Please find a few extracts from his Highness the Agha Khan's speech:
"Many of you will remember my personal concern, back in the mid-1970’s, that this conversation was scarcely even taking place.
Discussion and debate about the built environment in the Islamic world was then a very thin proposition. The continuity of Islamic architecture had sadly lapsed - weakened by the heavy hand of colonialization, by modernization and globalization, by the lack of architectural training in Islamic contexts, and even by the development of new construction materials in the industrialized world. The result was a paucity both of indigenous architects and of foreign architects working with distinction in Islamic settings and idioms.
Historically, the arts, including architecture, have taken their principal inspiration from religious faith. But when art is separated from faith-based roots, other influences can dominate - including soulless technology and empty secularization.
At that time I used the term “vacuum” to describe the Islamic architectural scene. The initial goal of our Awards programme was to replace that vacuum with an energized debate.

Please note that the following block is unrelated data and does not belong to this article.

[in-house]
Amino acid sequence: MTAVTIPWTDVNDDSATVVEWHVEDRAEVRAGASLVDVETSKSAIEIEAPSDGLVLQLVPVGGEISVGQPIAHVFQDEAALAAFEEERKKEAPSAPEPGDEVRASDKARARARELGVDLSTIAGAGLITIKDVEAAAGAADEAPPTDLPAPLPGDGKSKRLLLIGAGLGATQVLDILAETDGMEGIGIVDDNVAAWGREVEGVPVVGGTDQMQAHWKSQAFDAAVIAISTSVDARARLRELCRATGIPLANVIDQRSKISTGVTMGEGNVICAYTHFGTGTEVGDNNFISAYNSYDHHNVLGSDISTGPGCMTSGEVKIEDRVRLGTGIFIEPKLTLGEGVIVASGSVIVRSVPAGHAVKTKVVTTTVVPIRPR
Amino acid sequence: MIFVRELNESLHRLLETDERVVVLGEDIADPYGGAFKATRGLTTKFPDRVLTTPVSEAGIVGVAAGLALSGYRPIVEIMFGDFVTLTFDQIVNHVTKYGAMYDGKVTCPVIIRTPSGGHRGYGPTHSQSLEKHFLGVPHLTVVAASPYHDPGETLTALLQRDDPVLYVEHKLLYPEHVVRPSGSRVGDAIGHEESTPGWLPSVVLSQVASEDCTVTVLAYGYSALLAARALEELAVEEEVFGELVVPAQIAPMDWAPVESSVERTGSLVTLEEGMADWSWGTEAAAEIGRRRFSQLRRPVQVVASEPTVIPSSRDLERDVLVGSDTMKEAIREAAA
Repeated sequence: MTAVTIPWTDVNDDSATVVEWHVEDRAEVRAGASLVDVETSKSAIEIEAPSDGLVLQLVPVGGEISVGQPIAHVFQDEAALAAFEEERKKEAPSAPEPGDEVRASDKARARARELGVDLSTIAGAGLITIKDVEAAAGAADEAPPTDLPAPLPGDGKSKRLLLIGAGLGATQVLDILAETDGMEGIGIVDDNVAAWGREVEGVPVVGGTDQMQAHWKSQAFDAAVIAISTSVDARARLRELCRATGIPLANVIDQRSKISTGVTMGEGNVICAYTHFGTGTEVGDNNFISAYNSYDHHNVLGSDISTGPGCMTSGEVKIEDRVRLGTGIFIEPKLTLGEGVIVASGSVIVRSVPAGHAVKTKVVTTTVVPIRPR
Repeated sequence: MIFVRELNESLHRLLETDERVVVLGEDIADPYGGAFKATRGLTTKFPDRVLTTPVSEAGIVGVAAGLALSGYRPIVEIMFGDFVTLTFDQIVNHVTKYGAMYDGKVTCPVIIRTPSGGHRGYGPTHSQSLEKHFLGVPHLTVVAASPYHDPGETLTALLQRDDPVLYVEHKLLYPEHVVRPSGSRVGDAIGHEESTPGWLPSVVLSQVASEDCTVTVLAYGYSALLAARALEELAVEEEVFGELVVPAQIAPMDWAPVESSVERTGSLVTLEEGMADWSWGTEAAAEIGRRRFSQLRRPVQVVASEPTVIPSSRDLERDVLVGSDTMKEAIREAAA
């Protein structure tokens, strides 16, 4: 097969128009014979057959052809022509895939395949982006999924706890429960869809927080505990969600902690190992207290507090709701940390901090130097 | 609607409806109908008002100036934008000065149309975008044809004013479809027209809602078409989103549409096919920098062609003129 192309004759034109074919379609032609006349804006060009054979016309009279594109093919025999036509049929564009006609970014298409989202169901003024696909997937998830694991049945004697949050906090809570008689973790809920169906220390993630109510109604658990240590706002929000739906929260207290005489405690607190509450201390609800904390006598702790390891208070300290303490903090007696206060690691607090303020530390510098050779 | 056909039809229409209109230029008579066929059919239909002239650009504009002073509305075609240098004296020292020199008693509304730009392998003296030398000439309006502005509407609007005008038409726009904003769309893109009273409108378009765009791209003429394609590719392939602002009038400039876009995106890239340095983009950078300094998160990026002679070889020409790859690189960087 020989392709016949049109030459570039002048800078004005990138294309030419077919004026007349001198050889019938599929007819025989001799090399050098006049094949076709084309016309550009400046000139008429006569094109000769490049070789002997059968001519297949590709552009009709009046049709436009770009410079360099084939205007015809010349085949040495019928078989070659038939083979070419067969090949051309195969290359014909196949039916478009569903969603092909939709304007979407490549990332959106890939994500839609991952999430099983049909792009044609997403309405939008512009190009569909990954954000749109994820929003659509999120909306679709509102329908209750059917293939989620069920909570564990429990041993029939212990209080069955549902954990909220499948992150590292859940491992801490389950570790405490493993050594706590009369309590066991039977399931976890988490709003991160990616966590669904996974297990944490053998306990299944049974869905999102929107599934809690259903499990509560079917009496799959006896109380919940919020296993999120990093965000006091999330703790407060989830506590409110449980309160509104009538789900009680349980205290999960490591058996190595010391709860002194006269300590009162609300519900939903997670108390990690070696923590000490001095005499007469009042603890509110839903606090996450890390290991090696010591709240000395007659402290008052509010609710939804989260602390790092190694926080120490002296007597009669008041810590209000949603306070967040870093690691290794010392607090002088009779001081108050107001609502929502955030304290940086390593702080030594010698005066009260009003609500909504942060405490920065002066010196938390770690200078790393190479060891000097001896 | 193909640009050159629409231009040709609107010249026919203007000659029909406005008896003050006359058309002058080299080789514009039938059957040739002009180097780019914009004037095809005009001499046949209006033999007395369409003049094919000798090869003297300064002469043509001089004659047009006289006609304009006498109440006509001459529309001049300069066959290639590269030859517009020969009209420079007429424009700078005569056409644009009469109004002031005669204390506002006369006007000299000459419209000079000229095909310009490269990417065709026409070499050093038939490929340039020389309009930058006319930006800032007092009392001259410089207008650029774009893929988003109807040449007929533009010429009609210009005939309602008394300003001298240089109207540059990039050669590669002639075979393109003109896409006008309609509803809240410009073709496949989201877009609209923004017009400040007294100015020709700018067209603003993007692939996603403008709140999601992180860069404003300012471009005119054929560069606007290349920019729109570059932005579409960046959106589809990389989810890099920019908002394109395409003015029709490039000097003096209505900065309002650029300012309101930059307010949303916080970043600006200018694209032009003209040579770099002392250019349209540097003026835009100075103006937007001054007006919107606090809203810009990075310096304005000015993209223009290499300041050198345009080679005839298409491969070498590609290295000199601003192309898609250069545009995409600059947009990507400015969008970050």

Why should we emphasize an Islamic approach to architecture? Our Master Jury, in responding to this question, has described how global forces now threaten the values of “memory, heritage and belonging,” and how the built environment can help meet that challenge.
At the same time, in looking at the places we have met and the projects we have honoured, we also see enormous diversity. Diversity, in fact, is part of the essence of Islam.
Nor does respecting the past mean copying the past. Indeed, if we hold too fast to what is past, we run the risk of crushing that inheritance.
The best way to honour the past is to seize the future.
These, then, are four of the major concerns that I would submit for further discussion. What does architectural excellence mean in the context of Islamic traditions and aspirations? How do we reach a wider array of constituents? Can we expand our social and economic relevance? And how do we best employ innovative technologies?
These concerns, of course, will lead us to further questions. How and where do we teach about architecture? How can we anticipate and occasionally help steer the processes of change? How do we best reward and learn from those who are most successful? How can we share our lessons with others outside the Ummah?"
In the next few posts, the 5 recipients awarded will be presented in this blog
If you are impatient, visit the Aga Khan Website for more on all these wonders: